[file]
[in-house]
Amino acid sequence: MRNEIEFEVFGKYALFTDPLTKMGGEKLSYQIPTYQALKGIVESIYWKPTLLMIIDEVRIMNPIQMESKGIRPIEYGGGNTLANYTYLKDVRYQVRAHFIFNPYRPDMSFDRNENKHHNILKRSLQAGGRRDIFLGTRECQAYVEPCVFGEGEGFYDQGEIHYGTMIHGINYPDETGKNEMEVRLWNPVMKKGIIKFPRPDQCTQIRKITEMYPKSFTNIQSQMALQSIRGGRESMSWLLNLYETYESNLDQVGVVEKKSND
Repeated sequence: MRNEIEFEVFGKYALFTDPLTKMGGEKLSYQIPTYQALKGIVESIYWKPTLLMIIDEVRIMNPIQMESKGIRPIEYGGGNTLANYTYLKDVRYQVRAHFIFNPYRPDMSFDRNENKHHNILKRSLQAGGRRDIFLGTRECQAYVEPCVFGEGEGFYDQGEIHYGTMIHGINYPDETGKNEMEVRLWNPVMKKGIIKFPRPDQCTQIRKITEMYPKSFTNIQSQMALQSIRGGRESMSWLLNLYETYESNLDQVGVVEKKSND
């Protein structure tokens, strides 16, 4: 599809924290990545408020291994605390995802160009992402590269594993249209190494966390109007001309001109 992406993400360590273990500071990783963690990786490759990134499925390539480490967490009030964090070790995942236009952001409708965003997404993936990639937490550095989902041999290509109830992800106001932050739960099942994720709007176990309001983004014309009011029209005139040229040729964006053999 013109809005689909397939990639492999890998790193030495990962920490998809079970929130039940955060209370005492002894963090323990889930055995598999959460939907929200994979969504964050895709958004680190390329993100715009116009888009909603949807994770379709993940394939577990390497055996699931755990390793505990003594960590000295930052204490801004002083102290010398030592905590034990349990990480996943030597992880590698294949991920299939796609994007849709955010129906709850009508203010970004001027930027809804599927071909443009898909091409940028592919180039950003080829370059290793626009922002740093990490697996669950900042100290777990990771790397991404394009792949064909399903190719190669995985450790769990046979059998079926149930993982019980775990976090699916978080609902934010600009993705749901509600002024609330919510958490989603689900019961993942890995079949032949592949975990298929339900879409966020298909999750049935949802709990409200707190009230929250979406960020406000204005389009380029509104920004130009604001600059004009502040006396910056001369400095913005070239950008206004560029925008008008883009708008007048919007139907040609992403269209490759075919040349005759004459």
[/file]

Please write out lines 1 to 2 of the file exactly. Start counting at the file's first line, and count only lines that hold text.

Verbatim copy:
[in-house]
Amino acid sequence: MRNEIEFEVFGKYALFTDPLTKMGGEKLSYQIPTYQALKGIVESIYWKPTLLMIIDEVRIMNPIQMESKGIRPIEYGGGNTLANYTYLKDVRYQVRAHFIFNPYRPDMSFDRNENKHHNILKRSLQAGGRRDIFLGTRECQAYVEPCVFGEGEGFYDQGEIHYGTMIHGINYPDETGKNEMEVRLWNPVMKKGIIKFPRPDQCTQIRKITEMYPKSFTNIQSQMALQSIRGGRESMSWLLNLYETYESNLDQVGVVEKKSND